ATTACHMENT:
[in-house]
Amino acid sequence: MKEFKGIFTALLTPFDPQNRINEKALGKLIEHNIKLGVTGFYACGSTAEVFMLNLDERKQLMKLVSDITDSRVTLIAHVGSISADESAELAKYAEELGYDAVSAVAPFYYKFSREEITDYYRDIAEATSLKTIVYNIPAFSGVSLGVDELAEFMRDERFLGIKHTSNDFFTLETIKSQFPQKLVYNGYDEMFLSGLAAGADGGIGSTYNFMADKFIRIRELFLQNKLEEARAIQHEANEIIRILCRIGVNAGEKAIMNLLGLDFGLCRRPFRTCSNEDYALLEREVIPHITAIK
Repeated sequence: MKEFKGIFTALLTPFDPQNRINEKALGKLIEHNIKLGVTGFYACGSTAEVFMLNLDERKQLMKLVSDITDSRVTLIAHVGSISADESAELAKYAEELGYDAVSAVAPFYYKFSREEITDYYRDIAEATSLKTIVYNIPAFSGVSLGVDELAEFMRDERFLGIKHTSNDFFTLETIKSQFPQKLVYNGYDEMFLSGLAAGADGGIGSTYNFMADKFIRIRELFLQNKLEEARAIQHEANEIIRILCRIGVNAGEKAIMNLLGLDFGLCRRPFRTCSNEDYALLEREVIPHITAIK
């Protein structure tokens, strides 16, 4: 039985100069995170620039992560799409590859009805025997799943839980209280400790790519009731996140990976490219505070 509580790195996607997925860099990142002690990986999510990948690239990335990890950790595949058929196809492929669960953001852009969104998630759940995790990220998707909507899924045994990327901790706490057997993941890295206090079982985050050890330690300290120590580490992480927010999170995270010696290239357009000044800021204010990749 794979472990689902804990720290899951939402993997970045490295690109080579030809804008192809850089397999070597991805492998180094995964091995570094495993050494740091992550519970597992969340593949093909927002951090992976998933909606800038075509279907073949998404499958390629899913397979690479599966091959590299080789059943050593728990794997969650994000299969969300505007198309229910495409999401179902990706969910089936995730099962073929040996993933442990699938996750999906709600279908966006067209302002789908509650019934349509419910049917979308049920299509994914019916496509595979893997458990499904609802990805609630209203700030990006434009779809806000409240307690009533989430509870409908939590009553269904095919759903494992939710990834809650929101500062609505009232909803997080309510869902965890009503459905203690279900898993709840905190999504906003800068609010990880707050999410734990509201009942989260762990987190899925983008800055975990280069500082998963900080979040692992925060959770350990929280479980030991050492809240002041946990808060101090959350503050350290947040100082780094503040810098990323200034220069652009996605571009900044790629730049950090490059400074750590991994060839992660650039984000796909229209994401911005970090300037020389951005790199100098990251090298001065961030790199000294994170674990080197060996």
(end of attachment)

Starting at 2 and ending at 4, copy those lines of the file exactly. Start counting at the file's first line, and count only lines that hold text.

Amino acid sequence: MKEFKGIFTALLTPFDPQNRINEKALGKLIEHNIKLGVTGFYACGSTAEVFMLNLDERKQLMKLVSDITDSRVTLIAHVGSISADESAELAKYAEELGYDAVSAVAPFYYKFSREEITDYYRDIAEATSLKTIVYNIPAFSGVSLGVDELAEFMRDERFLGIKHTSNDFFTLETIKSQFPQKLVYNGYDEMFLSGLAAGADGGIGSTYNFMADKFIRIRELFLQNKLEEARAIQHEANEIIRILCRIGVNAGEKAIMNLLGLDFGLCRRPFRTCSNEDYALLEREVIPHITAIK
Repeated sequence: MKEFKGIFTALLTPFDPQNRINEKALGKLIEHNIKLGVTGFYACGSTAEVFMLNLDERKQLMKLVSDITDSRVTLIAHVGSISADESAELAKYAEELGYDAVSAVAPFYYKFSREEITDYYRDIAEATSLKTIVYNIPAFSGVSLGVDELAEFMRDERFLGIKHTSNDFFTLETIKSQFPQKLVYNGYDEMFLSGLAAGADGGIGSTYNFMADKFIRIRELFLQNKLEEARAIQHEANEIIRILCRIGVNAGEKAIMNLLGLDFGLCRRPFRTCSNEDYALLEREVIPHITAIK
């Protein structure tokens, strides 16, 4: 039985100069995170620039992560799409590859009805025997799943839980209280400790790519009731996140990976490219505070 509580790195996607997925860099990142002690990986999510990948690239990335990890950790595949058929196809492929669960953001852009969104998630759940995790990220998707909507899924045994990327901790706490057997993941890295206090079982985050050890330690300290120590580490992480927010999170995270010696290239357009000044800021204010990749 794979472990689902804990720290899951939402993997970045490295690109080579030809804008192809850089397999070597991805492998180094995964091995570094495993050494740091992550519970597992969340593949093909927002951090992976998933909606800038075509279907073949998404499958390629899913397979690479599966091959590299080789059943050593728990794997969650994000299969969300505007198309229910495409999401179902990706969910089936995730099962073929040996993933442990699938996750999906709600279908966006067209302002789908509650019934349509419910049917979308049920299509994914019916496509595979893997458990499904609802990805609630209203700030990006434009779809806000409240307690009533989430509870409908939590009553269904095919759903494992939710990834809650929101500062609505009232909803997080309510869902965890009503459905203690279900898993709840905190999504906003800068609010990880707050999410734990509201009942989260762990987190899925983008800055975990280069500082998963900080979040692992925060959770350990929280479980030991050492809240002041946990808060101090959350503050350290947040100082780094503040810098990323200034220069652009996605571009900044790629730049950090490059400074750590991994060839992660650039984000796909229209994401911005970090300037020389951005790199100098990251090298001065961030790199000294994170674990080197060996």